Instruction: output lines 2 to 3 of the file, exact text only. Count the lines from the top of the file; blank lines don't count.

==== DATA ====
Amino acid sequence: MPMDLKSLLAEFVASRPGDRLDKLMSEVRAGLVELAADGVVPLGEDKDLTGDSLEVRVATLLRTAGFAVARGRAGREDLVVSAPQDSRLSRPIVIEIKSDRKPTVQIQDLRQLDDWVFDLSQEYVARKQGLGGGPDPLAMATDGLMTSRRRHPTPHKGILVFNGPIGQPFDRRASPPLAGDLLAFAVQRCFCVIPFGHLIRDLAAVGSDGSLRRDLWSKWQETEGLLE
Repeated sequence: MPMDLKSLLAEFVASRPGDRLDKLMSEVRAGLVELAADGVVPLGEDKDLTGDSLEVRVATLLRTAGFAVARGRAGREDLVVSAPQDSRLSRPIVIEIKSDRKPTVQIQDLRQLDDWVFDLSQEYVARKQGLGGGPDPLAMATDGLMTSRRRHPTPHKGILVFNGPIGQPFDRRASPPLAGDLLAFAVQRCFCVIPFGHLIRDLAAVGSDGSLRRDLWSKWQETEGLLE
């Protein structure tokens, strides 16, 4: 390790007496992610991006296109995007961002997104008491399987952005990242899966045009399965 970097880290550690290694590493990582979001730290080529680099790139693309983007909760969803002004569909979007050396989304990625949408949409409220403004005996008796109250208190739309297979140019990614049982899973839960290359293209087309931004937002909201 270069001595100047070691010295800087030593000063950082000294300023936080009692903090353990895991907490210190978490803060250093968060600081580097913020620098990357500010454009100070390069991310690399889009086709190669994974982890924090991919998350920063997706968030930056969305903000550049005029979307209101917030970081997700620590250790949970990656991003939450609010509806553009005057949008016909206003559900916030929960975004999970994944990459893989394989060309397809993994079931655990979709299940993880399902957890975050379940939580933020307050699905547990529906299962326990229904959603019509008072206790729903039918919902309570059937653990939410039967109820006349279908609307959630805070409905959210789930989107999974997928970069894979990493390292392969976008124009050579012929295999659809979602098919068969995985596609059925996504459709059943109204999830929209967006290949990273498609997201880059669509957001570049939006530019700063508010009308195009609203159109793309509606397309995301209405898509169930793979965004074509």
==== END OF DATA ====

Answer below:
Repeated sequence: MPMDLKSLLAEFVASRPGDRLDKLMSEVRAGLVELAADGVVPLGEDKDLTGDSLEVRVATLLRTAGFAVARGRAGREDLVVSAPQDSRLSRPIVIEIKSDRKPTVQIQDLRQLDDWVFDLSQEYVARKQGLGGGPDPLAMATDGLMTSRRRHPTPHKGILVFNGPIGQPFDRRASPPLAGDLLAFAVQRCFCVIPFGHLIRDLAAVGSDGSLRRDLWSKWQETEGLLE
């Protein structure tokens, strides 16, 4: 390790007496992610991006296109995007961002997104008491399987952005990242899966045009399965 970097880290550690290694590493990582979001730290080529680099790139693309983007909760969803002004569909979007050396989304990625949408949409409220403004005996008796109250208190739309297979140019990614049982899973839960290359293209087309931004937002909201 270069001595100047070691010295800087030593000063950082000294300023936080009692903090353990895991907490210190978490803060250093968060600081580097913020620098990357500010454009100070390069991310690399889009086709190669994974982890924090991919998350920063997706968030930056969305903000550049005029979307209101917030970081997700620590250790949970990656991003939450609010509806553009005057949008016909206003559900916030929960975004999970994944990459893989394989060309397809993994079931655990979709299940993880399902957890975050379940939580933020307050699905547990529906299962326990229904959603019509008072206790729903039918919902309570059937653990939410039967109820006349279908609307959630805070409905959210789930989107999974997928970069894979990493390292392969976008124009050579012929295999659809979602098919068969995985596609059925996504459709059943109204999830929209967006290949990273498609997201880059669509957001570049939006530019700063508010009308195009609203159109793309509606397309995301209405898509169930793979965004074509």